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Tuition at these nine colleges is completely free ... if you can get in

Jessica Dickler
Tuition at these nine colleges is completely free ... if you can get in

With costs soaring and $1.4 trillion in outstanding student debt, some colleges have carved out a unique spot in academia. For starters, tuition is $0.

Getting in, though, is no small feat.

Each school is geared to determined young scholars eager to challenge themselves throughout their academic years. In return for a degree at no tuition cost — and with little or no debt burden — the commitment they require, even after graduation, is steep.

"These are particular kinds of schools that are not for every student," said Robert Franek, editor -in-chief at The Princeton Review. "For those students that fit into this cohort, it will be such a great coup."

Feeling up to the task? Then here are nine institutions that don't charge for tuition:

Berea College

This small school in Kentucky has a singular mission: to attract underprivileged students committed to working hard. Only those who have financial need are admitted, and every student is awarded a four-year scholarship and a laptop. Tuition costs: $0.

The catch? No slacking off is allowed — classroom attendance is mandatory and every student must work on campus for a set number of hours every week. The scholarships also don't cover room and board or other expenses, although additional financial aid is available to help with those costs.

Deep Springs College

This incredibly small all-male liberal arts college is in California's remote High Desert. Although obtaining a spot is highly competitive, every student is awarded a scholarship that covers tuition and room and board. Since Deep Springs is a two-year school, many graduates transfer to elite schools after completion.

The catch? The college admits only 22 to 25 men a year, on average, and the school's academic demands are intense. This is a "very nontraditional college experience, and students must forgo a lot of the comforts of a typical college dorm," said David Soto, co-author of the Princeton Review book "Colleges That Pay You Back."


College of the Ozarks

Dubbed Hard Work U, this is one of the most difficult Midwestern schools to get in to, with an 8 percent acceptance rate. Students don't pay a penny for tuition. Scholarships and grants completely cover the cost of tuition at this Christian school in rural Missouri.

The catch? Every student is required to work 15 hours a week plus two 40-hour weeks as part of the school's work education program. Although there is no tuition, underclassmen must still pick up the tab for room and board and other expenses.

U.S. Air Force Academy

In addition to free tuition, students receive a stipend to cover all other costs at this prestigious academy in Colorado. There are very high standards for applicants and students straight through to graduation. After four years, graduates are commissioned as second lieutenants in the Air Force.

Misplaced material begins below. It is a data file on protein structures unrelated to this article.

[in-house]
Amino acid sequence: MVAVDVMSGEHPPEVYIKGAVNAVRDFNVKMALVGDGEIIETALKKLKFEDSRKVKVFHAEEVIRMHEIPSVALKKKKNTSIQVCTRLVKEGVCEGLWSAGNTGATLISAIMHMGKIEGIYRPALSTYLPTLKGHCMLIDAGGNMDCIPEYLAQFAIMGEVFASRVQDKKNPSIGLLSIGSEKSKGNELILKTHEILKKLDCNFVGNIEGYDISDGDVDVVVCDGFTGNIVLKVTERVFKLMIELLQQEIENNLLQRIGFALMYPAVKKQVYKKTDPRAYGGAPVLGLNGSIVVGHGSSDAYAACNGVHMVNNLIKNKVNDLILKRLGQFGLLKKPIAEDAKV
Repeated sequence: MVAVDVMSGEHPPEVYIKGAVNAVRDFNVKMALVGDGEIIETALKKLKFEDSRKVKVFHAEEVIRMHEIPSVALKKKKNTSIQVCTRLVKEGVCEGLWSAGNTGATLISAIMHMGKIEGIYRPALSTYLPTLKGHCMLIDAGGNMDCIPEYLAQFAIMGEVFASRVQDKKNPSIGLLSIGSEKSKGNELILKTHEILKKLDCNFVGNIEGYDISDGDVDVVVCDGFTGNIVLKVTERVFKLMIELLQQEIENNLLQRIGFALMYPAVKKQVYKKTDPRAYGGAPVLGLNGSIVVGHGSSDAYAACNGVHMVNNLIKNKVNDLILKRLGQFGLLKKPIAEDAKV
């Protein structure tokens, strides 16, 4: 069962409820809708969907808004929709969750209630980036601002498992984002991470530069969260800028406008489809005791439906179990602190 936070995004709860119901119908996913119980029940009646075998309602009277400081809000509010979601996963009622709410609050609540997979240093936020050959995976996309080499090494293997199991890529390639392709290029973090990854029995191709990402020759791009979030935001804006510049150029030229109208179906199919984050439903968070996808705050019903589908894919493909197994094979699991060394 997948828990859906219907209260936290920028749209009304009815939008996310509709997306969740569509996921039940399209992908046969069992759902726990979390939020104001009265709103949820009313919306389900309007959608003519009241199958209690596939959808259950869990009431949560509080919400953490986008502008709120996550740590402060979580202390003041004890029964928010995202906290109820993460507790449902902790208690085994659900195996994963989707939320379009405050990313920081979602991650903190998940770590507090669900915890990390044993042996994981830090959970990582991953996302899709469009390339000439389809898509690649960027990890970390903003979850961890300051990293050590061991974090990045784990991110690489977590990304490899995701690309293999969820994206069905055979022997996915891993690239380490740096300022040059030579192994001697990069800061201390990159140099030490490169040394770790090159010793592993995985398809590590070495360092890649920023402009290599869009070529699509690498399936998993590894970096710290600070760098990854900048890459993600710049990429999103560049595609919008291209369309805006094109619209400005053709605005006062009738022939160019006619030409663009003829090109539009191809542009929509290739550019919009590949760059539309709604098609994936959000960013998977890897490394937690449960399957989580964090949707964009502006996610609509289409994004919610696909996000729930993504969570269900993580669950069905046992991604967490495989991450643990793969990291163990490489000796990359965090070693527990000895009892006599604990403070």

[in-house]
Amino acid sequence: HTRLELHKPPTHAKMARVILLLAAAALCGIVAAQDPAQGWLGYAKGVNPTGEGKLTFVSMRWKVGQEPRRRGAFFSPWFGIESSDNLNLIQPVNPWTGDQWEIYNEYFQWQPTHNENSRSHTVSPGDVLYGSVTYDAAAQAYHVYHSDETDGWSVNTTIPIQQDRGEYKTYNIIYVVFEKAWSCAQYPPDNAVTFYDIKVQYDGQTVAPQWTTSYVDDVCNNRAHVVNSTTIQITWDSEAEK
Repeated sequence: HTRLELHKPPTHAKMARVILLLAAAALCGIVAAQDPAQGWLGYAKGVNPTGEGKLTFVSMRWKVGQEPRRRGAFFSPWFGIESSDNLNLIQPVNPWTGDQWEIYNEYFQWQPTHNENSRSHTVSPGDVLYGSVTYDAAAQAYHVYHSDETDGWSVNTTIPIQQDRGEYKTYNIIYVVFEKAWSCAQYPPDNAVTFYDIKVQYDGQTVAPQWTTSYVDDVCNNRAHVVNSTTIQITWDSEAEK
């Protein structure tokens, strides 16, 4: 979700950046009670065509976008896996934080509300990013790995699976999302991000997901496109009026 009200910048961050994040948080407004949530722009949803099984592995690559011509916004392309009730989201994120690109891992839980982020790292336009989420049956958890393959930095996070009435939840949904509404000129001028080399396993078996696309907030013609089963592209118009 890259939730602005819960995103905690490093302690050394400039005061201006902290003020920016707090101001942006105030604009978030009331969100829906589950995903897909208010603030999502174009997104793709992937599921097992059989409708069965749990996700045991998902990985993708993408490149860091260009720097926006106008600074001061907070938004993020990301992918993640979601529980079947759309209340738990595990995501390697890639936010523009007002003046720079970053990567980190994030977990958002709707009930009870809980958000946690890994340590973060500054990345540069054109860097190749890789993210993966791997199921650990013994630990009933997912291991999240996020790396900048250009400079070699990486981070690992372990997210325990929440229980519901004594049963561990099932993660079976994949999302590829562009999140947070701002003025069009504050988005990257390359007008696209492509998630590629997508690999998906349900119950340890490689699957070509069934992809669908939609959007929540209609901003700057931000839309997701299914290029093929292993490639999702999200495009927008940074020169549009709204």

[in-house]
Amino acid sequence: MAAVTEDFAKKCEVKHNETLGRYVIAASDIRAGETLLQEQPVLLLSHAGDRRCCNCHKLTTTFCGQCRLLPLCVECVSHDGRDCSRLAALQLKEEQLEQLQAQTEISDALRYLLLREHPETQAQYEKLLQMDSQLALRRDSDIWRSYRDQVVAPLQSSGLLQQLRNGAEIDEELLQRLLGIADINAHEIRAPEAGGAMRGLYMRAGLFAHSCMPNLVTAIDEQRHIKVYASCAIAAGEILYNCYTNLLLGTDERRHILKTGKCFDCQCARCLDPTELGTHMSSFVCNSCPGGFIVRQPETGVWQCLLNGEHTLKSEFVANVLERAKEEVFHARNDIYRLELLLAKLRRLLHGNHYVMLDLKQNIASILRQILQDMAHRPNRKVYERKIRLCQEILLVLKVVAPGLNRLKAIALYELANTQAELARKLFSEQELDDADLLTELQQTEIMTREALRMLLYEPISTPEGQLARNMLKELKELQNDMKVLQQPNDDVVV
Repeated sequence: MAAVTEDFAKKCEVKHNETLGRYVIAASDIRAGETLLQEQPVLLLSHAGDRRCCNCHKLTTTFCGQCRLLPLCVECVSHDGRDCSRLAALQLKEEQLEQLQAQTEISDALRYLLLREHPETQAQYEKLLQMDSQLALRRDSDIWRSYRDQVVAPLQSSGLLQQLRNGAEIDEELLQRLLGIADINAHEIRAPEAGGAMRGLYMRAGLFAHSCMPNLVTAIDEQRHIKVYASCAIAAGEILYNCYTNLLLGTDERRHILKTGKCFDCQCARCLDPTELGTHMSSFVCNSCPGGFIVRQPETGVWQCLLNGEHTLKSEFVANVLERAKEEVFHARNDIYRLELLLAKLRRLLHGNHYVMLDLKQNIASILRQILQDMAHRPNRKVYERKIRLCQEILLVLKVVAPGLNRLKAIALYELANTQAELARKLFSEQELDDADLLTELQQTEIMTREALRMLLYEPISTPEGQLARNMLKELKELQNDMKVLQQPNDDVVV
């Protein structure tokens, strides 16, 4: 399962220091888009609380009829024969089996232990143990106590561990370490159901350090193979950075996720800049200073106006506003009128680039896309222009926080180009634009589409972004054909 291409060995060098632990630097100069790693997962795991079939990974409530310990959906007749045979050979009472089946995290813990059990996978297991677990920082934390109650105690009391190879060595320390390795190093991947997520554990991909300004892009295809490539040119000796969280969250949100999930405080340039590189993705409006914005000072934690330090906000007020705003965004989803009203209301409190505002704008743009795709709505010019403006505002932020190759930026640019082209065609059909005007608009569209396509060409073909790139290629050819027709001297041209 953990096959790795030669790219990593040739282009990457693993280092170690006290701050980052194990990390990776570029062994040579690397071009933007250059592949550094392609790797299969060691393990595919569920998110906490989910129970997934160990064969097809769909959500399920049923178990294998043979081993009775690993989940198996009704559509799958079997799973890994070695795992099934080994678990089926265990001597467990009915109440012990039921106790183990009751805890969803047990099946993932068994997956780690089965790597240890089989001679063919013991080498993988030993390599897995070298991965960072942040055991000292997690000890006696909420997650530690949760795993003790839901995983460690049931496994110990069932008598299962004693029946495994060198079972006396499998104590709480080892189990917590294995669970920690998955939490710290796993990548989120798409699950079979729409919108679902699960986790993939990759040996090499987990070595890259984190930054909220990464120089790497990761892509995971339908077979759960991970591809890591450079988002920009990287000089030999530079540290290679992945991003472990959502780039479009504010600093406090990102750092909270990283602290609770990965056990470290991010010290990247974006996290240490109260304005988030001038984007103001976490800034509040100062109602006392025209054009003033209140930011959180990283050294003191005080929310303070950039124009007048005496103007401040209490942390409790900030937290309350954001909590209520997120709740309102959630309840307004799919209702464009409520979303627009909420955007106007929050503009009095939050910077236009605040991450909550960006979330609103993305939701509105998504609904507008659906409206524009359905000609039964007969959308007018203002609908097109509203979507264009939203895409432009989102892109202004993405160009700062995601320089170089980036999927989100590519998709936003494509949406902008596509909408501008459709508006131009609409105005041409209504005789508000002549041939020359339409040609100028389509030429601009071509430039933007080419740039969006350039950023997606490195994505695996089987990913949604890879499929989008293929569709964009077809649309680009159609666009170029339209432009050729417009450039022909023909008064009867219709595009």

The catch? Each cadet will serve at least five years as an active duty officer after graduation, although many opt to stay in the military for much longer.

U.S. Coast Guard Academy

This Connecticut-based service academy is also quite selective and rigorous. Many students study engineering and environmental science during the highly structured four-year program. Aside from purchasing uniforms, all students receive scholarships to cover tuition and room and board.

The catch? Students must commit to five years of service after completing their schooling. About 80 percent of cadets go to sea after graduation.

U.S. Merchant Marine Academy

Tuition, room and board, uniforms and books are all covered at this service academy in New York. It's known for having the hardest academic standards but the widest variety of career options of all the service academies. After graduation, cadets can enter any branch of the armed forces as an officer.

The catch? Every graduate must maintain their merchant marine officer's license for six years and there is a service obligation, which varies depending on what type of job they choose.

U.S. Military Academy – West Point

This highly competitive military academy has a 9 percent acceptance rate. Students are focused and work hard without exception. In return for a stellar education and training, West Point is fully funded. Students receive free tuition in addition to a stipend of about $10,000 a year. After their years of military service, many graduates go on to successful careers in politics and business, Soto said.

The catch? Graduates must serve at least five years of active duty and three years in the reserves.

U.S. Naval Academy

The Navy picks up the tab for tuition and room and board for all students at "The Yard" in Annapolis, Maryland. Midshipmen are highly motivated and disciplined, and many go on to have prominent careers within and outside the military.

The catch? All graduates must serve at least five years as an officer followed by the reserves.

Webb Institute

Founded by the shipbuilder William Webb, this little engineering college in New York is tailor-made for those who want to pursue a very specific career. Every student receives a full scholarship to cover tuition to study naval architecture and marine engineering. Because of the school's reputation, graduates are highly employable. In fact, there's generally a 100 percent placement rate after graduation.

The catch? Webb offers only one academic major and one degree, and "students eat, sleep, study ship design," said Soto.

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